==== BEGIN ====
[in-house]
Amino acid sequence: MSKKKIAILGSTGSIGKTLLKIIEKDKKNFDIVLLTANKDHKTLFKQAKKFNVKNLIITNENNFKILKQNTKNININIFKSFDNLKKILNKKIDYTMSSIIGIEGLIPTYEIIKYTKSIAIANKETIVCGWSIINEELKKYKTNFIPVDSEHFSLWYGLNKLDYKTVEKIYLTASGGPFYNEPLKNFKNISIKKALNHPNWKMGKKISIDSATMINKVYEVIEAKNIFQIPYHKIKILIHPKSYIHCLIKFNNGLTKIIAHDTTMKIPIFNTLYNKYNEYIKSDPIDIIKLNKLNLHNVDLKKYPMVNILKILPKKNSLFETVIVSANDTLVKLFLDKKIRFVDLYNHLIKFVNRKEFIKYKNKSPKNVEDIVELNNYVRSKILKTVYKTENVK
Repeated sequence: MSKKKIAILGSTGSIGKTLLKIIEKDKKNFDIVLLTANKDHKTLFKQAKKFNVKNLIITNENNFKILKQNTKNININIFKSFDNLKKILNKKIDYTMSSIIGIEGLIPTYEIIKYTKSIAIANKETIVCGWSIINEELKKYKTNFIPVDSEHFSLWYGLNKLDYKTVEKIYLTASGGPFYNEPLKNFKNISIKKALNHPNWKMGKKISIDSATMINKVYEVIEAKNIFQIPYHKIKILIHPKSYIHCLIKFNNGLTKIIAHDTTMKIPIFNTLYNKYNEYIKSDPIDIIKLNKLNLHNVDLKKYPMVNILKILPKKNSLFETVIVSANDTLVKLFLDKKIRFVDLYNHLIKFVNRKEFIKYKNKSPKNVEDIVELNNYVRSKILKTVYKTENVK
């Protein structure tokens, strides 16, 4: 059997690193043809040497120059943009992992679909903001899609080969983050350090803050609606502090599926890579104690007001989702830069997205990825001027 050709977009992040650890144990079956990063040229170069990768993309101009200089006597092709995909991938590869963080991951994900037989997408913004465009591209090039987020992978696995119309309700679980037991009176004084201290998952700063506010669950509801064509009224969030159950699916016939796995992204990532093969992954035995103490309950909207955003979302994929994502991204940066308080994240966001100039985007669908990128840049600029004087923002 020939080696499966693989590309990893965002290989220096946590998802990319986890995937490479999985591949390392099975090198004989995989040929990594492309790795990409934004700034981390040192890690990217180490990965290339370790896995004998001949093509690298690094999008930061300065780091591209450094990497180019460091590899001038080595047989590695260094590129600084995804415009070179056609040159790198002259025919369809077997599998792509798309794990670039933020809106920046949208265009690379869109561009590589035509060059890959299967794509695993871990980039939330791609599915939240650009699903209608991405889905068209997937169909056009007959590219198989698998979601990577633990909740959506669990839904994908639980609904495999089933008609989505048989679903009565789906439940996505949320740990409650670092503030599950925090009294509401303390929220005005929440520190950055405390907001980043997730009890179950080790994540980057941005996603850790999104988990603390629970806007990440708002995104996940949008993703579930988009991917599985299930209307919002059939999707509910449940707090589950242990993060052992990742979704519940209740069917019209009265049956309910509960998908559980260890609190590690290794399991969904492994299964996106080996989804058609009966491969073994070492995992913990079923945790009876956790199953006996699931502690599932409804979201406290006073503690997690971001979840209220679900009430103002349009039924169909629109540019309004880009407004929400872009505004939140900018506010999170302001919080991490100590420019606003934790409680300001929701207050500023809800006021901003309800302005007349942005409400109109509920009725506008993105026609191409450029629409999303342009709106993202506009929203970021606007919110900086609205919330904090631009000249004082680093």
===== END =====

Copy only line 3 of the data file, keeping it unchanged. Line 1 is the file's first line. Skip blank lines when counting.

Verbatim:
Repeated sequence: MSKKKIAILGSTGSIGKTLLKIIEKDKKNFDIVLLTANKDHKTLFKQAKKFNVKNLIITNENNFKILKQNTKNININIFKSFDNLKKILNKKIDYTMSSIIGIEGLIPTYEIIKYTKSIAIANKETIVCGWSIINEELKKYKTNFIPVDSEHFSLWYGLNKLDYKTVEKIYLTASGGPFYNEPLKNFKNISIKKALNHPNWKMGKKISIDSATMINKVYEVIEAKNIFQIPYHKIKILIHPKSYIHCLIKFNNGLTKIIAHDTTMKIPIFNTLYNKYNEYIKSDPIDIIKLNKLNLHNVDLKKYPMVNILKILPKKNSLFETVIVSANDTLVKLFLDKKIRFVDLYNHLIKFVNRKEFIKYKNKSPKNVEDIVELNNYVRSKILKTVYKTENVK